Food additives are chemical compounds, other than the basic food components, that are added during processing of food to preserve flavor, improve its taste and appearance. Legally they are defined as “any substance the intended use of which results or may reasonably be expected to result — directly or indirectly — in its becoming a component or otherwise affecting the characteristics of any food?. This includes any substance that is present in food as a result of any aspect of production, processing, storage or packaging. Everything added to food in the US can be found here. In the US, food additives do not include pesticides or color additives.
In the European Union, approved food additives are given E-numbers. This has a mixed response as some people will food with E-numbers, but will eat food that has the chemical name(s) in the ingredient list.
Beta carotene and riboflavin are approved color additives to foods generally added as natural pigments. Beta carotene gives an orange-yellow color and is mainly added to margarine and butter and is are converted to Vitamin A in the liver. Annatto is considered to be a carotenoid as its main component is bixin. It is added to cheese, ice cream, other dairy products, margarine, oils to make them orange. Riboflavin gives an yellow orange color. It can be found in baby foods, breakfast cereals, sauces, processed cheese, fruit drinks. In excess, riboflavin is excreted in the urine turning it bright yellow. Now you know where that color comes from after having a multi-vitamin.
Alpha tocopherol is added as an antioxidant. An antioxidant is a chemical that halts the oxidation of other chemicals. It is well known that vitamin E has a biological function as an antioxidant (bio-antioxidant role), but it is also use to prevent oxidation in lipid based foods such as vegetable oils (reference: Huang, S.W. J. Agric. Food Chem. 43, 2345-2350, 1995.), where the addition of tocopherol and derivatives slow down rancidity.
Ascorbic acid is added as an food additive because of its antioxidative and reducing properties. In addition to acting as an antioxidant, ascorbic acid is added as a dough improver, to prevent enzymatic browning, , to reduce of metal ions, to protect oxidizable compounds, such as folates, and to regenerate other antioxidants especially tocopherols (reference: Beddows, C.G. Food Chemistry, 73, 255-261. 2001). In cured meat ascorbic acid acts with nitrite to inhibit the growth the Clostridium botulinum, at the same time inhibiting nitrosamine formation. Due to its reducing power, ascorbic acid is sometimes added to ground beef to convert metmyoglobin to myoglobin and oxymyoglobin. This helps to keep the ground meat red.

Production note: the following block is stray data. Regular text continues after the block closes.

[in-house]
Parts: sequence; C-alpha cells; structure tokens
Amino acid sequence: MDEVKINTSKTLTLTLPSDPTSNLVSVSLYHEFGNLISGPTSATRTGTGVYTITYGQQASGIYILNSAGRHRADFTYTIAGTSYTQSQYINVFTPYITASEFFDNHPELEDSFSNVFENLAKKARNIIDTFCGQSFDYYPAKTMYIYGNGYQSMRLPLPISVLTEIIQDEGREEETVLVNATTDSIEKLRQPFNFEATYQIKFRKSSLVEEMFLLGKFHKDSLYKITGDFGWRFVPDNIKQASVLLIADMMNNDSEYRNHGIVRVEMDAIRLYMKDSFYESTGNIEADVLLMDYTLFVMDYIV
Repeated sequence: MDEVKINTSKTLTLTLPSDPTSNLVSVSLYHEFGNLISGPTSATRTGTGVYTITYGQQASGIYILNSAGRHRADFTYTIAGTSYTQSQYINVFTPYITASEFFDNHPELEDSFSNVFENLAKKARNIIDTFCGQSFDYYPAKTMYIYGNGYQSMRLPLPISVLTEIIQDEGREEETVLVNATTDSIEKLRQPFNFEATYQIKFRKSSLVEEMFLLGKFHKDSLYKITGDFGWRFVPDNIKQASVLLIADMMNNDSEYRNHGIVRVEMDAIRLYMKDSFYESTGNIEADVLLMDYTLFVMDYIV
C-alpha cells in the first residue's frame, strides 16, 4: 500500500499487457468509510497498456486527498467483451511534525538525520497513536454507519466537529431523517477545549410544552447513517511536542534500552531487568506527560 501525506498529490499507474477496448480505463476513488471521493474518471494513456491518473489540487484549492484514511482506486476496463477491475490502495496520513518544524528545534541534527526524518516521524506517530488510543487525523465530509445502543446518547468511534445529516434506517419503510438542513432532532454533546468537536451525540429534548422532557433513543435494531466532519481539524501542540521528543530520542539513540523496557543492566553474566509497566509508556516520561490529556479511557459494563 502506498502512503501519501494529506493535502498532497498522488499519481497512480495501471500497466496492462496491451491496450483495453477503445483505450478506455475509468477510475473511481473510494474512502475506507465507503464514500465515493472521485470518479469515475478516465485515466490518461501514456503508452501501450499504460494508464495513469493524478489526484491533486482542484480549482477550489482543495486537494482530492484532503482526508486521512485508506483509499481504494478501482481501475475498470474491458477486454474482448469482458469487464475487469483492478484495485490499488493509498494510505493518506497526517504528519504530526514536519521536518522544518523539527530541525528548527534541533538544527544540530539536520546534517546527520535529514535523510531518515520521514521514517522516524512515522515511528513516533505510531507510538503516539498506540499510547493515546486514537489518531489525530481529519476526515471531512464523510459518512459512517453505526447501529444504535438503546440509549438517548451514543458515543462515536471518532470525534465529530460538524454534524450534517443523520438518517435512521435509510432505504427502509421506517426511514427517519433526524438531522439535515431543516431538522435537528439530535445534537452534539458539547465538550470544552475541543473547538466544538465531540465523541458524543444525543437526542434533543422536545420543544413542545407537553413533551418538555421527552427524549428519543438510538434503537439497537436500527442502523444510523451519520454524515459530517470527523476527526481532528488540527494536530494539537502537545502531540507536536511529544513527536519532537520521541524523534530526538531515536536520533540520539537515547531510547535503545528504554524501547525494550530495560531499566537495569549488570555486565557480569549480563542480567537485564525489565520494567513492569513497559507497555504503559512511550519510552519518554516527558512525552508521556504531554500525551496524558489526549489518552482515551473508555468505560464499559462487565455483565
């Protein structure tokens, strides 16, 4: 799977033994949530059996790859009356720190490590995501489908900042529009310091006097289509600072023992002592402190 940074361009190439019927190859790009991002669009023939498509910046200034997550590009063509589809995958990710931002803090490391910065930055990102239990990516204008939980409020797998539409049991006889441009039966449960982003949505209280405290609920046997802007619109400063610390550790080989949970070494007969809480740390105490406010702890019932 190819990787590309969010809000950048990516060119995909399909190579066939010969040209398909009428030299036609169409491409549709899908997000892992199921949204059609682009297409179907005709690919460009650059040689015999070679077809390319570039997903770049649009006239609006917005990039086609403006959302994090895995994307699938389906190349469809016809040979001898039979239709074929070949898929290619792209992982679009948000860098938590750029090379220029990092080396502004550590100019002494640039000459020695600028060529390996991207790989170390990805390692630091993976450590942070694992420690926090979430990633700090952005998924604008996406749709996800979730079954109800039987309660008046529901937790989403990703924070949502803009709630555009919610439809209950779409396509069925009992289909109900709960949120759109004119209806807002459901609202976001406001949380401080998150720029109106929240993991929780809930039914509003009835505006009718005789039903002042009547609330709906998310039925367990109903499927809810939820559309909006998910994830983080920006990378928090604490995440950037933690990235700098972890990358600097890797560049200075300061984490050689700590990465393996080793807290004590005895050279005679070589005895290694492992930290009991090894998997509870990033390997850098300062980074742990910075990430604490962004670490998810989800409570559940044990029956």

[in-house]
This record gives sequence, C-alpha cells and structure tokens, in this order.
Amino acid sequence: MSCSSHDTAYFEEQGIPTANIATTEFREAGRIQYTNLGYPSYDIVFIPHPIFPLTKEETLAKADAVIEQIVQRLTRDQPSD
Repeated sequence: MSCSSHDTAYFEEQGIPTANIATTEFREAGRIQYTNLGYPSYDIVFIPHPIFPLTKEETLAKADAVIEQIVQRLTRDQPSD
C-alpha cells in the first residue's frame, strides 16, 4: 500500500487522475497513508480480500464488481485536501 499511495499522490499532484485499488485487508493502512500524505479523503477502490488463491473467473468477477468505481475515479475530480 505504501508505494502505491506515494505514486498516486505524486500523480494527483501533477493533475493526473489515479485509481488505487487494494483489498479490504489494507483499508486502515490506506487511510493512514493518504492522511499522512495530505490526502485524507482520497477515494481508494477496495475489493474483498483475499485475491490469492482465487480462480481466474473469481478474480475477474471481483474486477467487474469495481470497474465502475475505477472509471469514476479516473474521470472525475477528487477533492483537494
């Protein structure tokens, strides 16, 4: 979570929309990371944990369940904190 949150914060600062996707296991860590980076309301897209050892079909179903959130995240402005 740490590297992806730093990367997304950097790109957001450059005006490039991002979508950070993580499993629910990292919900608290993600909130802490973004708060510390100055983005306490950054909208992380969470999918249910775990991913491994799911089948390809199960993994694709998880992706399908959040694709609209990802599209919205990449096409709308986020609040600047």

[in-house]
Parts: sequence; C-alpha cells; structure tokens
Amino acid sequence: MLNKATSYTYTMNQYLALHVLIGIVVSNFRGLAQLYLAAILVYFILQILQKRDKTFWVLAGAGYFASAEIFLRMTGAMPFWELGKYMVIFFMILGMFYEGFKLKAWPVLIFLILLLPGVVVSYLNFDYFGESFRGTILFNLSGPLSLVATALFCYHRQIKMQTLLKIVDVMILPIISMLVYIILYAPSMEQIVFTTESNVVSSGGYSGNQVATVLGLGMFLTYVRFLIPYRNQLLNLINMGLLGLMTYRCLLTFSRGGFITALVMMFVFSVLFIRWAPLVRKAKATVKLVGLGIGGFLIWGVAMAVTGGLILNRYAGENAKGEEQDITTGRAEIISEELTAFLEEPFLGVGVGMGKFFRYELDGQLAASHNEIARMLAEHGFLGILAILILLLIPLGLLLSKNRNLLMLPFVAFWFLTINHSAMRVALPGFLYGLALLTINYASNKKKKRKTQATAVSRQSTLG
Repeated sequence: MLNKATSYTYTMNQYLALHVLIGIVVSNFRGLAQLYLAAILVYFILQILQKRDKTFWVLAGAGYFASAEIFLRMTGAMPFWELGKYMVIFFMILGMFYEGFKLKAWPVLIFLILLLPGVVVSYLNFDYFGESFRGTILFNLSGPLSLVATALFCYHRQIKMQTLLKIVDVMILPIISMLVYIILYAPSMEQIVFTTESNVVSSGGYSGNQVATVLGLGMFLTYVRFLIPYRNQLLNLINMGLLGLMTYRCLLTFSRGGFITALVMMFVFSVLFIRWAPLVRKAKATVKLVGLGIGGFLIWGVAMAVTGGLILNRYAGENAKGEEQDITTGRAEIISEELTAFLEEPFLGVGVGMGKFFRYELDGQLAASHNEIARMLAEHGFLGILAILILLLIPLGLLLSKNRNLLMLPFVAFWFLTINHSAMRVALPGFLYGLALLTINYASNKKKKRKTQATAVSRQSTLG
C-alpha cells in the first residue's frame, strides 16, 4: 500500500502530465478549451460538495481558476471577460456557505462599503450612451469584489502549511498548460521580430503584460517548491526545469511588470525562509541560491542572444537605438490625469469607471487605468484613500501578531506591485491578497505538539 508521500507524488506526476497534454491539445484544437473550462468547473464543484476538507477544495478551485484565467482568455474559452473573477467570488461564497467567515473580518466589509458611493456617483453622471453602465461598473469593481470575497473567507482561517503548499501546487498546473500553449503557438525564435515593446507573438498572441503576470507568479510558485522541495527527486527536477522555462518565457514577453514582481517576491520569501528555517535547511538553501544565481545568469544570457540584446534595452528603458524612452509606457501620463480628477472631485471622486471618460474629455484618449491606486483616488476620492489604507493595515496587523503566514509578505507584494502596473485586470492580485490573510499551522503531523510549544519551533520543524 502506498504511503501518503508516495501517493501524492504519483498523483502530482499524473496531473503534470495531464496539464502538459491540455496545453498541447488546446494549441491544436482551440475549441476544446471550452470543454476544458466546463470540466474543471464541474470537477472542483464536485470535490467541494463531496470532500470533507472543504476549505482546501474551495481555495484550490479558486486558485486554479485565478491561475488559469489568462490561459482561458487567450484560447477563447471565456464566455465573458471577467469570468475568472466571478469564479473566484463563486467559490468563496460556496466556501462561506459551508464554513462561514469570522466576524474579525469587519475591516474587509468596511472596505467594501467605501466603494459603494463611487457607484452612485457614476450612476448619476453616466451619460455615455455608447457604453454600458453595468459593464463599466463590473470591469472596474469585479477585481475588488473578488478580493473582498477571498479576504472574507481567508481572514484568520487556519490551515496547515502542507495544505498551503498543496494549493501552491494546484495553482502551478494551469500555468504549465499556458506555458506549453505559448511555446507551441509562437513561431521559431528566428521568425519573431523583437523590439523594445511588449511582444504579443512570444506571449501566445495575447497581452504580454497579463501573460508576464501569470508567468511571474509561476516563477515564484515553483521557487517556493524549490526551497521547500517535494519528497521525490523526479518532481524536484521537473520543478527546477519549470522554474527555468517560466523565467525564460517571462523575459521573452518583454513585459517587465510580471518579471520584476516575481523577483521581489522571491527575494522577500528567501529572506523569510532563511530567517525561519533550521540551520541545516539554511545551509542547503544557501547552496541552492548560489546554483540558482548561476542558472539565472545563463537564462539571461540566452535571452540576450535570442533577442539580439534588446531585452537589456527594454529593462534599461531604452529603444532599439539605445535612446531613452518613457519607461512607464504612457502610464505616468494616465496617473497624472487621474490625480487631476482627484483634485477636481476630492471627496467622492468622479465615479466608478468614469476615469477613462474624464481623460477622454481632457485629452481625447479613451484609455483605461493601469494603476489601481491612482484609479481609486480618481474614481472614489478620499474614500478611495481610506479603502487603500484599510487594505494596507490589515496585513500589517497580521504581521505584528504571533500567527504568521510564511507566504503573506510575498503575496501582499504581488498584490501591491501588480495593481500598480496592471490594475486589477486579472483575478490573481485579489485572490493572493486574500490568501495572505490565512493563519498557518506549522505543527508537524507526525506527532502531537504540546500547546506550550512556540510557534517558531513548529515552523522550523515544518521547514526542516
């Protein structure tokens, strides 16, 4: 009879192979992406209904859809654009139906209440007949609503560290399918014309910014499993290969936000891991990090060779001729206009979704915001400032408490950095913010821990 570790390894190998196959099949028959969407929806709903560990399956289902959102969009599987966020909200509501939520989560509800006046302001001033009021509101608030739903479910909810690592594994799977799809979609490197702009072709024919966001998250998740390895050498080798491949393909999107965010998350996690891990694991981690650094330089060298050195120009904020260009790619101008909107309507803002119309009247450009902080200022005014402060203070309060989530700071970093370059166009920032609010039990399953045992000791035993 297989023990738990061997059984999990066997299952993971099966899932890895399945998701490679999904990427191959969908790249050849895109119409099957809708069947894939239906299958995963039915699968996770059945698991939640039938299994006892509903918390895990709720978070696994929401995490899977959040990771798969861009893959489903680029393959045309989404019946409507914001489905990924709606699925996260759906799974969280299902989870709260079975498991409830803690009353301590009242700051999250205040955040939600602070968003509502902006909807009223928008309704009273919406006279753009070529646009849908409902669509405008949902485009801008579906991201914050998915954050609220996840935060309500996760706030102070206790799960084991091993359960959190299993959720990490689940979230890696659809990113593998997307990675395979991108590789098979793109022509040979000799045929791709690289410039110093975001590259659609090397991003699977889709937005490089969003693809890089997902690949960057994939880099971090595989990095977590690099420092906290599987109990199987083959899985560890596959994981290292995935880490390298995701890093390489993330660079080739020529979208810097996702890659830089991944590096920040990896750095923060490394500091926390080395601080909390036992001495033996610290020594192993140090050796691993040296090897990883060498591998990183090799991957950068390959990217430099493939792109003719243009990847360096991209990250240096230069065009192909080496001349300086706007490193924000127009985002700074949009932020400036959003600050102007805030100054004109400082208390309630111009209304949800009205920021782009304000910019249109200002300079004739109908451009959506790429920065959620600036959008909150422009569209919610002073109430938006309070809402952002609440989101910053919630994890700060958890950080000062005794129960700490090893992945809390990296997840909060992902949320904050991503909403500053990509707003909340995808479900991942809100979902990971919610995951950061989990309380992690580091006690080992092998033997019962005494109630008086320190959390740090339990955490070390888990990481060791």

Vitamin C is added as either the acid or in the ascorbate form. Also ascorbyl palmitate and stearate are used as a fat soluble form to prevent lipid oxidation and to allow vitamin E regeneration. Ascorbyl palmitate is biologically active as implied by this site and this article (M. Pokorski, B. Gonet, Physiol. Res. 53: 311-315, 2004), which suggests it may even have advantages over the water soluble form, ascorbic acid.
More controversially, when ascorbic acid and sodium benzoate are added to beverages at the same time, it appears that the reaction results in benzene. There is concern as the levels of benzene found in soft drinks are higher than that allowed by federal standards for water.
Thiamin, riboflavin, folic acid, niacin are added to flour to make enriched flour. But that is the topic for Part 4: Vitamins and Government Regulations.
Fennema, O. Food Chemistry, (3rd edition); Marcel Dekker, 1997.
Christen G.L. and Smith, J.S. Food Chemistry: Principles and Applications, Science Technology System 2000
Branen, A.L., Davidson, P.M., Salminen, S. Thorngate (III), J.H (Eds) Food Additives (Second Edition); Marcel Dekker, 2002